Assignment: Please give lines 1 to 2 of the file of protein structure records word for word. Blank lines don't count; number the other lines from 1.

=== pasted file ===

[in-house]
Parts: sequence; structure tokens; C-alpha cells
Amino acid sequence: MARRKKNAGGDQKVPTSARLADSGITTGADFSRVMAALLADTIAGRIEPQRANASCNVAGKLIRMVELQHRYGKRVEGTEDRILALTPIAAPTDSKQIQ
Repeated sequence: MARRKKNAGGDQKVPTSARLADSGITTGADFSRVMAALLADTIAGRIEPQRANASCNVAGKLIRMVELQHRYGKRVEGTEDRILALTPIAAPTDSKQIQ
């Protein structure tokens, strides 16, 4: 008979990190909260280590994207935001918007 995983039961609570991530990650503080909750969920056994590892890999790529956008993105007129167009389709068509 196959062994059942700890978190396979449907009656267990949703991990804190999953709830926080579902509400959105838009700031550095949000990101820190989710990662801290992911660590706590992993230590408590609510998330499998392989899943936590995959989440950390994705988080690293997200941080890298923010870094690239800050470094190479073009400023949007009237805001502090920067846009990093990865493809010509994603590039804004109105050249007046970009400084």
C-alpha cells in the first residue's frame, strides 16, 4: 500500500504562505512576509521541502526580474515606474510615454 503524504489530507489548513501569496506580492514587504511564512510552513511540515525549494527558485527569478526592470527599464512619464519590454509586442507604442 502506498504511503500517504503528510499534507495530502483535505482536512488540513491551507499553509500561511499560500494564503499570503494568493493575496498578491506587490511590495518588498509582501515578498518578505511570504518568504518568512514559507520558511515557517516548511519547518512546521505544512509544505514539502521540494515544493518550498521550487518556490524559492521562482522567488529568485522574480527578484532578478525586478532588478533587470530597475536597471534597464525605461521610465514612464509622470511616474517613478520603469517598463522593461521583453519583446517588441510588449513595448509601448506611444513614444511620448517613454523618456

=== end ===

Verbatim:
[in-house]
Parts: sequence; structure tokens; C-alpha cells